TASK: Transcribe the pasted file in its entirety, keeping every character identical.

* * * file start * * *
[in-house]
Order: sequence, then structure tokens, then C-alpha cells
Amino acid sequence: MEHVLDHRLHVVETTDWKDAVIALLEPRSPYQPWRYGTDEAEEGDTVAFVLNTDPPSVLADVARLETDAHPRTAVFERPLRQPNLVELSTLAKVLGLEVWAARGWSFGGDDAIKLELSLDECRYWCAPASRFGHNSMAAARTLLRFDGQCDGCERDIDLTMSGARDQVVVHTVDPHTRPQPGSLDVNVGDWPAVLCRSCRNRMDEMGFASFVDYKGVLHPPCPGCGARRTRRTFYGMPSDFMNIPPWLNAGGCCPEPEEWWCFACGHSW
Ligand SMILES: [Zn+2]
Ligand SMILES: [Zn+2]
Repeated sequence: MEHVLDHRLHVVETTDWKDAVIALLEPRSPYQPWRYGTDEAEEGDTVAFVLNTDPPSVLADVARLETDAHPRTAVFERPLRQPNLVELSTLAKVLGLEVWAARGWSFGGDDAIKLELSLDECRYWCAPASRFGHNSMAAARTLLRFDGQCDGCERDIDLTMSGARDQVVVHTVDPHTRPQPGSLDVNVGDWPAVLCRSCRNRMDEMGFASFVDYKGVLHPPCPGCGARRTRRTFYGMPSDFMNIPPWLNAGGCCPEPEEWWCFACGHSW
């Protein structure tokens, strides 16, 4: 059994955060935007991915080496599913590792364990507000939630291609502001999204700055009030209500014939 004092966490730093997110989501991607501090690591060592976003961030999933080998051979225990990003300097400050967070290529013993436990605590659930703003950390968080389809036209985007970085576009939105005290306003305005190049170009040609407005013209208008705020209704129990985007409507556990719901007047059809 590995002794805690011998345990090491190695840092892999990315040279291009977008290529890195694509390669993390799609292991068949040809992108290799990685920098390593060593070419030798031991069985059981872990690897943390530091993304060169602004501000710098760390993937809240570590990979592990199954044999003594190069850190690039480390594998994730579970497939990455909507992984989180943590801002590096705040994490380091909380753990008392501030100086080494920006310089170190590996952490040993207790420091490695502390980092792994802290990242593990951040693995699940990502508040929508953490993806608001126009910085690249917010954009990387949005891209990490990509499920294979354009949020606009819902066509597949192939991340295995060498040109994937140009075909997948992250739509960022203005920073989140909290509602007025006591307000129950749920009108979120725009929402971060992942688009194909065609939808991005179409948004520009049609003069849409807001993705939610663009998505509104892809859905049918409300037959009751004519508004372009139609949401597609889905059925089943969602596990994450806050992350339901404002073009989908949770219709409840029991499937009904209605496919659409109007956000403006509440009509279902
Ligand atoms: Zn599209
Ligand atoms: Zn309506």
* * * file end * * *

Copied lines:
[in-house]
Order: sequence, then structure tokens, then C-alpha cells
Amino acid sequence: MEHVLDHRLHVVETTDWKDAVIALLEPRSPYQPWRYGTDEAEEGDTVAFVLNTDPPSVLADVARLETDAHPRTAVFERPLRQPNLVELSTLAKVLGLEVWAARGWSFGGDDAIKLELSLDECRYWCAPASRFGHNSMAAARTLLRFDGQCDGCERDIDLTMSGARDQVVVHTVDPHTRPQPGSLDVNVGDWPAVLCRSCRNRMDEMGFASFVDYKGVLHPPCPGCGARRTRRTFYGMPSDFMNIPPWLNAGGCCPEPEEWWCFACGHSW
Ligand SMILES: [Zn+2]
Ligand SMILES: [Zn+2]
Repeated sequence: MEHVLDHRLHVVETTDWKDAVIALLEPRSPYQPWRYGTDEAEEGDTVAFVLNTDPPSVLADVARLETDAHPRTAVFERPLRQPNLVELSTLAKVLGLEVWAARGWSFGGDDAIKLELSLDECRYWCAPASRFGHNSMAAARTLLRFDGQCDGCERDIDLTMSGARDQVVVHTVDPHTRPQPGSLDVNVGDWPAVLCRSCRNRMDEMGFASFVDYKGVLHPPCPGCGARRTRRTFYGMPSDFMNIPPWLNAGGCCPEPEEWWCFACGHSW
């Protein structure tokens, strides 16, 4: 059994955060935007991915080496599913590792364990507000939630291609502001999204700055009030209500014939 004092966490730093997110989501991607501090690591060592976003961030999933080998051979225990990003300097400050967070290529013993436990605590659930703003950390968080389809036209985007970085576009939105005290306003305005190049170009040609407005013209208008705020209704129990985007409507556990719901007047059809 590995002794805690011998345990090491190695840092892999990315040279291009977008290529890195694509390669993390799609292991068949040809992108290799990685920098390593060593070419030798031991069985059981872990690897943390530091993304060169602004501000710098760390993937809240570590990979592990199954044999003594190069850190690039480390594998994730579970497939990455909507992984989180943590801002590096705040994490380091909380753990008392501030100086080494920006310089170190590996952490040993207790420091490695502390980092792994802290990242593990951040693995699940990502508040929508953490993806608001126009910085690249917010954009990387949005891209990490990509499920294979354009949020606009819902066509597949192939991340295995060498040109994937140009075909997948992250739509960022203005920073989140909290509602007025006591307000129950749920009108979120725009929402971060992942688009194909065609939808991005179409948004520009049609003069849409807001993705939610663009998505509104892809859905049918409300037959009751004519508004372009139609949401597609889905059925089943969602596990994450806050992350339901404002073009989908949770219709409840029991499937009904209605496919659409109007956000403006509440009509279902
Ligand atoms: Zn599209
Ligand atoms: Zn309506």